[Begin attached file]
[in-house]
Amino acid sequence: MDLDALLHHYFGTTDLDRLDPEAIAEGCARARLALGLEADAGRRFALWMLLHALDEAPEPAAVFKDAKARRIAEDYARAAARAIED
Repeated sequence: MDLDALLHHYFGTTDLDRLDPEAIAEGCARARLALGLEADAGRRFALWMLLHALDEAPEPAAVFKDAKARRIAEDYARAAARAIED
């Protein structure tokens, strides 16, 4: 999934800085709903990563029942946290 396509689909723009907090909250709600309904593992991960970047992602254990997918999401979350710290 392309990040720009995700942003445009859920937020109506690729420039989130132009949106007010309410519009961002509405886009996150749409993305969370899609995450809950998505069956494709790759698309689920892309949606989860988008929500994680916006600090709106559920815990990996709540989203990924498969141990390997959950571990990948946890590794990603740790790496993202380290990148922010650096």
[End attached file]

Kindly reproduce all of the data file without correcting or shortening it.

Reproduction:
[in-house]
Amino acid sequence: MDLDALLHHYFGTTDLDRLDPEAIAEGCARARLALGLEADAGRRFALWMLLHALDEAPEPAAVFKDAKARRIAEDYARAAARAIED
Repeated sequence: MDLDALLHHYFGTTDLDRLDPEAIAEGCARARLALGLEADAGRRFALWMLLHALDEAPEPAAVFKDAKARRIAEDYARAAARAIED
């Protein structure tokens, strides 16, 4: 999934800085709903990563029942946290 396509689909723009907090909250709600309904593992991960970047992602254990997918999401979350710290 392309990040720009995700942003445009859920937020109506690729420039989130132009949106007010309410519009961002509405886009996150749409993305969370899609995450809950998505069956494709790759698309689920892309949606989860988008929500994680916006600090709106559920815990990996709540989203990924498969141990390997959950571990990948946890590794990603740790790496993202380290990148922010650096």